He knows nothing about energy, so why did he leave China? Why did he leave Ukraine with all of this money?

So Joe Biden was very dishonest. Now, when you see the call—if you see it; I hope you see it, frankly—you will find out that I did not do that at all. And you'll be very disappointed when you see it.

It's really a disgrace. It really is a situation where—it just shows, the press, you've had such a bad week between Justice Kavanaugh and this and other things. It's showing how dishonest so many members of the press are. Not all of you, but so many members of the press are so totally dishonest.

But this is a case—I hope you get to see the call, because your question, you will see, I did not ask for—I did not make a statement that "you have do this, or I'm not going to give you aid." I wouldn't do that. I wouldn't do that.

With that being said, what I want is, I want—you know, we're giving a lot of money away to Ukraine and other places. You want to see a country that's going to be not corrupt. The President is a good man. He got elected on the fact that he was going to get rid of corruption in Ukraine. That's, I think, the primary reason he got elected. So he gets elected on the basis of ending corruption in Ukraine. Well, I think that's good, and that's what I want to see. But when Biden does a thing like that, then there's still corruption, and that's not good.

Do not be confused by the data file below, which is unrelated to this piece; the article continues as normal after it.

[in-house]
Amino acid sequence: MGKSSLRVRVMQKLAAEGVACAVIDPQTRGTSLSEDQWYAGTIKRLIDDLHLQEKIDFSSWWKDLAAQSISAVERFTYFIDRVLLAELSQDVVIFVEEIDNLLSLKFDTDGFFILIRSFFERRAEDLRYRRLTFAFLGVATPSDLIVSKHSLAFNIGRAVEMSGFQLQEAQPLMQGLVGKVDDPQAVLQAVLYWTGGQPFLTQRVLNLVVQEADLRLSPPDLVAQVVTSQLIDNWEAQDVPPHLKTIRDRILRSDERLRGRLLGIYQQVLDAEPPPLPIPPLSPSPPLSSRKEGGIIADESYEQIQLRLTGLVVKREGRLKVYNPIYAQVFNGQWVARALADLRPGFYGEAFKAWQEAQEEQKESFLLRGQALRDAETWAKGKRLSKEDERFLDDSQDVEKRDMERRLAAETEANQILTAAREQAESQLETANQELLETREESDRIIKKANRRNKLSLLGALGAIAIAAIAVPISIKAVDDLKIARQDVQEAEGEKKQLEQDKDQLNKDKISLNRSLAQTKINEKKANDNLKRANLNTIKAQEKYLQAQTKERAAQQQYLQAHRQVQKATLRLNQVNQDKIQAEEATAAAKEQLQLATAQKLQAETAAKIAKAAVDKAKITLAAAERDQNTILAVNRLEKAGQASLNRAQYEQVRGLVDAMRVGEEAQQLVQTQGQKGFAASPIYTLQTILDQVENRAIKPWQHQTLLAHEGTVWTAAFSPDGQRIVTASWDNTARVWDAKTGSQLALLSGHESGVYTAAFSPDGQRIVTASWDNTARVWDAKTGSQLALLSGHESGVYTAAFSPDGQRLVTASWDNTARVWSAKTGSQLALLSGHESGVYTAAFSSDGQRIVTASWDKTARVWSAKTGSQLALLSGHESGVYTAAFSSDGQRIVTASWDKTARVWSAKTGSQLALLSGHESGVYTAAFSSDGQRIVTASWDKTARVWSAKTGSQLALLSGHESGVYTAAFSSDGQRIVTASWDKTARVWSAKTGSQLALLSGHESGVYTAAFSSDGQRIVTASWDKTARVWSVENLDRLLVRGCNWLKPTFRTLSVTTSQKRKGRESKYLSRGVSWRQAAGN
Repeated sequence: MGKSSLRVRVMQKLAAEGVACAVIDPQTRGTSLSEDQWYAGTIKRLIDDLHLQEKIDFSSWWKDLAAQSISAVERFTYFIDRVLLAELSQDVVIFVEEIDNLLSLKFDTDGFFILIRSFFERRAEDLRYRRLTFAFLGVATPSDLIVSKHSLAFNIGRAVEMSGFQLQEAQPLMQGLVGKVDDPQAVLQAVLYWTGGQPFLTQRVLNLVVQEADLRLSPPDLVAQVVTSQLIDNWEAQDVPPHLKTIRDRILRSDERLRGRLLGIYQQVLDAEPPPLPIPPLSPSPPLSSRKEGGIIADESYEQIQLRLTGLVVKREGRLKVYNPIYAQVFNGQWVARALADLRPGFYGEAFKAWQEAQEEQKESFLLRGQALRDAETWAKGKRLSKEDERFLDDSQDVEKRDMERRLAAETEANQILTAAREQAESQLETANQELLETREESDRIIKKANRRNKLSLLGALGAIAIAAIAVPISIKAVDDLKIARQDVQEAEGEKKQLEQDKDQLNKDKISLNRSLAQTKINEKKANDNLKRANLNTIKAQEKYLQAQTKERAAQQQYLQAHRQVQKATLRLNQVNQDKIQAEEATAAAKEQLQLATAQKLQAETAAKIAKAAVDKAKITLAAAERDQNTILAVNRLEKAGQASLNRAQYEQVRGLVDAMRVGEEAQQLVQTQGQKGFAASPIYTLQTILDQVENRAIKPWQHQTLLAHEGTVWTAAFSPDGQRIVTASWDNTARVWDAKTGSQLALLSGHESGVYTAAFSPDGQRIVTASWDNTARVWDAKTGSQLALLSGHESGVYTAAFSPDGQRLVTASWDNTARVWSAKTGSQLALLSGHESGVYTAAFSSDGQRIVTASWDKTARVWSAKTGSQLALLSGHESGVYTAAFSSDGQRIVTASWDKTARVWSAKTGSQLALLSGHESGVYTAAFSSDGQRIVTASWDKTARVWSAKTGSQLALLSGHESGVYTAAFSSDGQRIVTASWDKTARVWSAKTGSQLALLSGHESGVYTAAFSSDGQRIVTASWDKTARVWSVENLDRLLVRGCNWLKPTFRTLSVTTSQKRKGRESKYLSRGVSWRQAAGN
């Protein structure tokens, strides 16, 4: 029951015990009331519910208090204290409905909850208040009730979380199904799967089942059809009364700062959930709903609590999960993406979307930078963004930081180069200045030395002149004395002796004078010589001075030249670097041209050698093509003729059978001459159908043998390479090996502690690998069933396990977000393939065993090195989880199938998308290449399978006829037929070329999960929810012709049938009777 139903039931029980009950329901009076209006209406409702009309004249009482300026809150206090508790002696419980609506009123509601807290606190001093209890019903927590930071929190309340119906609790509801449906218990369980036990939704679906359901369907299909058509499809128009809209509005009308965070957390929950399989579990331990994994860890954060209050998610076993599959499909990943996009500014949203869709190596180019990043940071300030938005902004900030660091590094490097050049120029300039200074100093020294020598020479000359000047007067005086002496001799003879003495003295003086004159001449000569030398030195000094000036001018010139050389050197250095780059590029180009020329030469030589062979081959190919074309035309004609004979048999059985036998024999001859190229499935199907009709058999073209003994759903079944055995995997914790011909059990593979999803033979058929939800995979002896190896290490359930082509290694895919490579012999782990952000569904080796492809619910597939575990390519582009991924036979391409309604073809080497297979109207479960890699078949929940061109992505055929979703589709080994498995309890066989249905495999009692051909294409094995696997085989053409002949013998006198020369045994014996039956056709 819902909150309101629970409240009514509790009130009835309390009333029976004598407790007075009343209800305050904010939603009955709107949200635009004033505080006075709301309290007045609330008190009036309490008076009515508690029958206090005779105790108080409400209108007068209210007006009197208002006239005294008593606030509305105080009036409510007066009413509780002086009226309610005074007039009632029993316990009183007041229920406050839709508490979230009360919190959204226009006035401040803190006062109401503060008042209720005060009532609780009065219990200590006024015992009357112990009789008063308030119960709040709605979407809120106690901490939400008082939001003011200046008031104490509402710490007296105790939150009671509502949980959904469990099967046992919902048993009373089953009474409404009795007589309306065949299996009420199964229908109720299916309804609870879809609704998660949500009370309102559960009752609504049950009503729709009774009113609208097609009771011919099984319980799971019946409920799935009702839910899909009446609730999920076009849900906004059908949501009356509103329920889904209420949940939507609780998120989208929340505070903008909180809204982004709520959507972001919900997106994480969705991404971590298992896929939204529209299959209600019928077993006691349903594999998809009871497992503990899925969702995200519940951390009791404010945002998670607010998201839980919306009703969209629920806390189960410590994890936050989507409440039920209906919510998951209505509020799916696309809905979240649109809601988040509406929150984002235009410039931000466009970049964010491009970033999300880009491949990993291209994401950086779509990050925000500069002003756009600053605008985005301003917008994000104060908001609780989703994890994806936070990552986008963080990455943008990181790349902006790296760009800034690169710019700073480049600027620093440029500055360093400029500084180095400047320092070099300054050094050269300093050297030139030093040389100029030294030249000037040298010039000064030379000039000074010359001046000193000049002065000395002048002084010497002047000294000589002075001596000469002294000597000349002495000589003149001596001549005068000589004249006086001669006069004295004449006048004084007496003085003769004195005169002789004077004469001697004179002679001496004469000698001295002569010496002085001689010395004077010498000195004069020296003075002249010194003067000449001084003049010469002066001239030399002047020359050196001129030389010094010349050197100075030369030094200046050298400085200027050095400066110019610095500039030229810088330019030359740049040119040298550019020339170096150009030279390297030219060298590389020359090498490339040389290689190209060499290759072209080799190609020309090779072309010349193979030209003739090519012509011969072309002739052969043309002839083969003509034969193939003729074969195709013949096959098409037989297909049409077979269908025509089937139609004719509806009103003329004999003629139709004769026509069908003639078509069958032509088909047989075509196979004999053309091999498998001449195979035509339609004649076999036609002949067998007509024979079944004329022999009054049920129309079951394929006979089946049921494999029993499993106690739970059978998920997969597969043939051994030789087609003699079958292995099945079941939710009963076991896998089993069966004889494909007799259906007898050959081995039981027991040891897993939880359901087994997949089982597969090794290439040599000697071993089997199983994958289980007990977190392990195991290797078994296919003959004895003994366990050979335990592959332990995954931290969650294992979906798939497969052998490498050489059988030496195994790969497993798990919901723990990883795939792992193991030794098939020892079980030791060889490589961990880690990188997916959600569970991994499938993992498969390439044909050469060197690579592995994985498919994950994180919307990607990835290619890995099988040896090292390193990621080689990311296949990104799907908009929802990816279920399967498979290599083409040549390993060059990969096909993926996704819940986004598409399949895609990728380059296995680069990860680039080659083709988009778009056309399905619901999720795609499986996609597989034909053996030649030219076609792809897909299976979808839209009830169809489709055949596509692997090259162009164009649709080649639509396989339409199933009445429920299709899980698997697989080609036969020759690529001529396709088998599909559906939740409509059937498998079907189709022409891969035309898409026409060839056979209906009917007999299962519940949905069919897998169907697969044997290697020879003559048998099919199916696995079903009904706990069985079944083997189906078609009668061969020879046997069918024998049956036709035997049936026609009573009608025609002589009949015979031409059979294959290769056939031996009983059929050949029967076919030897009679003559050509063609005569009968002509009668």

Transcript of the President's July 25 Telephone Conversation With President Volodymyr Zelenskiy of Ukraine/Corruption Issues in Ukraine

Q. You—sir, you can release—you can authorize a release of the transcript. Will you do that, sir? The President. I can do it very easily. But I'd rather not do it from the standpoint of all of the other conversations I have. I may do it because it was a very innocent call on both his part and mine. We had a very nice call. It was really a congratulatory call because he had just won. It was just confirmed. And he's the new President. And I think he's going to do an excellent job.